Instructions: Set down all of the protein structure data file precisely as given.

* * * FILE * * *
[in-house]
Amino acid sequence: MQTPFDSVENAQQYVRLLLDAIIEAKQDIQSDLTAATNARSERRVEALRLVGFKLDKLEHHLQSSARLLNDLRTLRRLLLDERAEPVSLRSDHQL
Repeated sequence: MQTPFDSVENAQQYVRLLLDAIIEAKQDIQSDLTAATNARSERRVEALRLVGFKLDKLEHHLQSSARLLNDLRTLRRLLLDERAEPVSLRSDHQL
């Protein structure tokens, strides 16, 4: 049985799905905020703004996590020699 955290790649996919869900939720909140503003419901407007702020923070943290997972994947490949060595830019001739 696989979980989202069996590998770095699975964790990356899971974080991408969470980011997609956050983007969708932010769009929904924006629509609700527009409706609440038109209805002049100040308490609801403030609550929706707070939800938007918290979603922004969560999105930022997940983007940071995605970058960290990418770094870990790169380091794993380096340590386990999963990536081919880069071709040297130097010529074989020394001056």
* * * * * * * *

[in-house]
Amino acid sequence: MQTPFDSVENAQQYVRLLLDAIIEAKQDIQSDLTAATNARSERRVEALRLVGFKLDKLEHHLQSSARLLNDLRTLRRLLLDERAEPVSLRSDHQL
Repeated sequence: MQTPFDSVENAQQYVRLLLDAIIEAKQDIQSDLTAATNARSERRVEALRLVGFKLDKLEHHLQSSARLLNDLRTLRRLLLDERAEPVSLRSDHQL
């Protein structure tokens, strides 16, 4: 049985799905905020703004996590020699 955290790649996919869900939720909140503003419901407007702020923070943290997972994947490949060595830019001739 696989979980989202069996590998770095699975964790990356899971974080991408969470980011997609956050983007969708932010769009929904924006629509609700527009409706609440038109209805002049100040308490609801403030609550929706707070939800938007918290979603922004969560999105930022997940983007940071995605970058960290990418770094870990790169380091794993380096340590386990999963990536081919880069071709040297130097010529074989020394001056």